Sunday, November 9, 2014

X-Men: The Last Stand (20th Century-Fox, Marvel Entertainment, Donners’ Company, 2006)

by Mark Gabrish Conlan • Copyright © 2014 by Mark Gabrish Conlan • All rights reserved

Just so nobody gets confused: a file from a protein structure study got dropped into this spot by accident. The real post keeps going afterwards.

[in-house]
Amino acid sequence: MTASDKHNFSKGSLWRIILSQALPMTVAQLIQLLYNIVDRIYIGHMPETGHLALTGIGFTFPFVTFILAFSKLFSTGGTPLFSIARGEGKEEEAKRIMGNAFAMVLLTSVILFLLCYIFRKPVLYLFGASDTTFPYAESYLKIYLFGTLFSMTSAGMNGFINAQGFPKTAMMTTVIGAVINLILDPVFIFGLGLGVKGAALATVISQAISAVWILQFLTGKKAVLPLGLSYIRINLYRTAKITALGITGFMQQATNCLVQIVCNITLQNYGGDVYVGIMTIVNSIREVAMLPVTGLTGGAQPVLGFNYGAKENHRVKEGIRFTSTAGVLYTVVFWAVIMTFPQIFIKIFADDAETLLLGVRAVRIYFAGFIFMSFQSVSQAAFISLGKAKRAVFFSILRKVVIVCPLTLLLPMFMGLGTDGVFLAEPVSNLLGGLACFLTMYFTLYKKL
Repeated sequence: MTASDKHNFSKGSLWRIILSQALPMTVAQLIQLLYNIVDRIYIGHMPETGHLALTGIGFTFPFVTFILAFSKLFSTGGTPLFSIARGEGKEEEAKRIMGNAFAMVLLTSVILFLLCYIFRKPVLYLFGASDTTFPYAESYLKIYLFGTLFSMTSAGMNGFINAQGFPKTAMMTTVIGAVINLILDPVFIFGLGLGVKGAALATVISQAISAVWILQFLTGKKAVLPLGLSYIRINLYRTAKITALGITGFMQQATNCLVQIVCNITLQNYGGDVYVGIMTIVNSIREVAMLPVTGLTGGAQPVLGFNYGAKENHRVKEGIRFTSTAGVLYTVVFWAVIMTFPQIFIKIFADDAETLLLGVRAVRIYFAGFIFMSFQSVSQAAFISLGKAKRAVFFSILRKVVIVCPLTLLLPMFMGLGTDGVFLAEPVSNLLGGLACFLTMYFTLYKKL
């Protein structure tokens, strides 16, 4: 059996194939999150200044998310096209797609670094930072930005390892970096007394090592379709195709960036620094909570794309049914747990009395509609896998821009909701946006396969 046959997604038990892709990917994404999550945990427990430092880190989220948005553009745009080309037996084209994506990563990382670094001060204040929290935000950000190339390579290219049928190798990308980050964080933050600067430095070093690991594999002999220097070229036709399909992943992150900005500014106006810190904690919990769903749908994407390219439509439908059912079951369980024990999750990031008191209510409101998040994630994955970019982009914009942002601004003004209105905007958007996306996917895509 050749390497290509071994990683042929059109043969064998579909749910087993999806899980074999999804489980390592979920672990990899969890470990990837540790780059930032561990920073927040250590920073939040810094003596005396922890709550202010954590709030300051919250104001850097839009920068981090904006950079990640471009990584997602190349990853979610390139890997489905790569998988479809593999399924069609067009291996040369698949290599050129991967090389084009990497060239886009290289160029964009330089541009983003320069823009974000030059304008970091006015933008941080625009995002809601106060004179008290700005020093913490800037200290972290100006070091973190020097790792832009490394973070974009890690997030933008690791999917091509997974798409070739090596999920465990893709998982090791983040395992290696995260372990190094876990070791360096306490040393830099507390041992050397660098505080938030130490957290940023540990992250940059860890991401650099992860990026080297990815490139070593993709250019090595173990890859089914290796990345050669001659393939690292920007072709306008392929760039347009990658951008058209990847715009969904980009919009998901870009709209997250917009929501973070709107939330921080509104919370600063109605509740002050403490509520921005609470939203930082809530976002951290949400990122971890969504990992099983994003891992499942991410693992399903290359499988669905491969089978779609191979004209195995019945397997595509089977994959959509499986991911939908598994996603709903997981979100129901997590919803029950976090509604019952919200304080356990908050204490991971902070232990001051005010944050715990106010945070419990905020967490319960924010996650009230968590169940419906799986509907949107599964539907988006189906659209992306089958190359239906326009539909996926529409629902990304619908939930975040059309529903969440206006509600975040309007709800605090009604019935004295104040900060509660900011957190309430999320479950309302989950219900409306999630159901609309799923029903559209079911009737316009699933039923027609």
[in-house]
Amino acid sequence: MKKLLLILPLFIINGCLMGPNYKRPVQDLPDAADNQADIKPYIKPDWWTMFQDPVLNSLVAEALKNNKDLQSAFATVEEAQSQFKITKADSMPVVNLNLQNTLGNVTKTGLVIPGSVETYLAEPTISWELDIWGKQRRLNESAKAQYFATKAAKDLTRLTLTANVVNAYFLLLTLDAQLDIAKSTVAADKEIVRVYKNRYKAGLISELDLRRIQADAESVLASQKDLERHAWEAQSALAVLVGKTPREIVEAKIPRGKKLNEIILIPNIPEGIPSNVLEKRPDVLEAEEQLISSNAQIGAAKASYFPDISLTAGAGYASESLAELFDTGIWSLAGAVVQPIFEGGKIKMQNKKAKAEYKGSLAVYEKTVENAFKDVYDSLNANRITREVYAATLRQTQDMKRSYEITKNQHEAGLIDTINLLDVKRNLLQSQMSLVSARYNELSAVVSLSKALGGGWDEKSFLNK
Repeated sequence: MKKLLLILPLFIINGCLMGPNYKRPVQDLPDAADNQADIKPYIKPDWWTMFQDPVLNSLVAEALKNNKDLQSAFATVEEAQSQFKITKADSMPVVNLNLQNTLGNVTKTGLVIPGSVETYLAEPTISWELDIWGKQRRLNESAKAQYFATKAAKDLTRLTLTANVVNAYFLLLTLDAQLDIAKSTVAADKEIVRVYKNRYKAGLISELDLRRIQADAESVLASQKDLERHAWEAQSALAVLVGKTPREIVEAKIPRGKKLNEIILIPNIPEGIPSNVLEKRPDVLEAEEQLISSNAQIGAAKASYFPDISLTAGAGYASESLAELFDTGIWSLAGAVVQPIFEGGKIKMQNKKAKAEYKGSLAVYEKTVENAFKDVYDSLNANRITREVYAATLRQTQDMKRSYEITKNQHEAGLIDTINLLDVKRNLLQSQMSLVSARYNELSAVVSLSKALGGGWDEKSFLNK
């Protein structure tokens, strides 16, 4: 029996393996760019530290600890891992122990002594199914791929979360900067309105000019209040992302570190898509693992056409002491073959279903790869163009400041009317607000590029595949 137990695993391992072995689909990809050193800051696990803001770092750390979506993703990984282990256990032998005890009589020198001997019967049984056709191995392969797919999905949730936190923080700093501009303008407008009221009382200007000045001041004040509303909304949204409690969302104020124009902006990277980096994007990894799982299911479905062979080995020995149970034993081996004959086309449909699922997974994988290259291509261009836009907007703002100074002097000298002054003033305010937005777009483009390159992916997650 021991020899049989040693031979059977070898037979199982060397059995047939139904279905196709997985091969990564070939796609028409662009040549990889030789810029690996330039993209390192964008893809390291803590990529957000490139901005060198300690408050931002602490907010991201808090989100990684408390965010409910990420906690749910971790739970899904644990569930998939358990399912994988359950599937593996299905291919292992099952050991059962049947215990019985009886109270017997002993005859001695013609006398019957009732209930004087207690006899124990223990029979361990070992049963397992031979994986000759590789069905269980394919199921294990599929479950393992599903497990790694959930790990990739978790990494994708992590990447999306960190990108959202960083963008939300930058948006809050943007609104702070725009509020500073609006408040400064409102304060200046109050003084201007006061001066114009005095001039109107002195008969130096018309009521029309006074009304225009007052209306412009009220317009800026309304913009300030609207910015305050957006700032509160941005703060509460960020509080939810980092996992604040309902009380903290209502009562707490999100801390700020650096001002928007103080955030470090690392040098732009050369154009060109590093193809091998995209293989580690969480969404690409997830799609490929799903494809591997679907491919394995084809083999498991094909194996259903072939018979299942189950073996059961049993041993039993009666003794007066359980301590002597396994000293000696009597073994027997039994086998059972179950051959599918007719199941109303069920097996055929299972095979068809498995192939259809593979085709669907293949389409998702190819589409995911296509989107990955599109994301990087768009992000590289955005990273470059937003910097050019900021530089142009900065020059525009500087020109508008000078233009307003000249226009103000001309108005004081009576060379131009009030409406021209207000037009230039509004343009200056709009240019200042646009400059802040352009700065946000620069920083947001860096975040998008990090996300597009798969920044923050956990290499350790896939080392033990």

Two nights ago Charles and I watched X-Men: The Last Stand, third in the X-Men movie sequence — there have been five “group” films as well as two different versions of the origin of the X-Men’s most popular character (at least in the modern era), Wolverine (Hugh Jackman), he of the scythe-like claws that emerge between his fingers (not out of the tips of them, by the way) made of a synthetic metal called “adamantium,” which make him a super-powerful fighter. The original X-Men comic books were one series from Marvel I don’t remember reading when they were new — I do remember Spider-Man, The Mighty Thor, The Fantastic Four, Namor: The Sub-Mariner, Captain America and Iron Man from my childhood, but somehow X-Men eluded me even though Marvel’s head honcho, Stan Lee, created them in 1963. At the time the African-American civil rights movement was at its early peak and it was obvious that in creating a fictitious race of mutants living among ordinary people and suffering the effects of discrimination, Lee and his co-writers and artists were creating at least sort of a political parable — but when the Queer-rights movement emerged at the end of the 1960’s the X-Men themselves became an even stronger metaphor for anti-Queer discrimination than anti-Black discrimination. Throughout the original films in this sequence (X-Men from 2000, X2: X-Men United from 2003 and this one from 2006) much is made of the presumption that if the mutants just stay “in the closet” and don’t reveal their super-powers to the world, they will be treated just fine. The films are full of characters asking just why the mutants feel they have to be “out,” and even more worrisome to the bigots in the Marvel universe, why they have to be so open and in-your-face about it.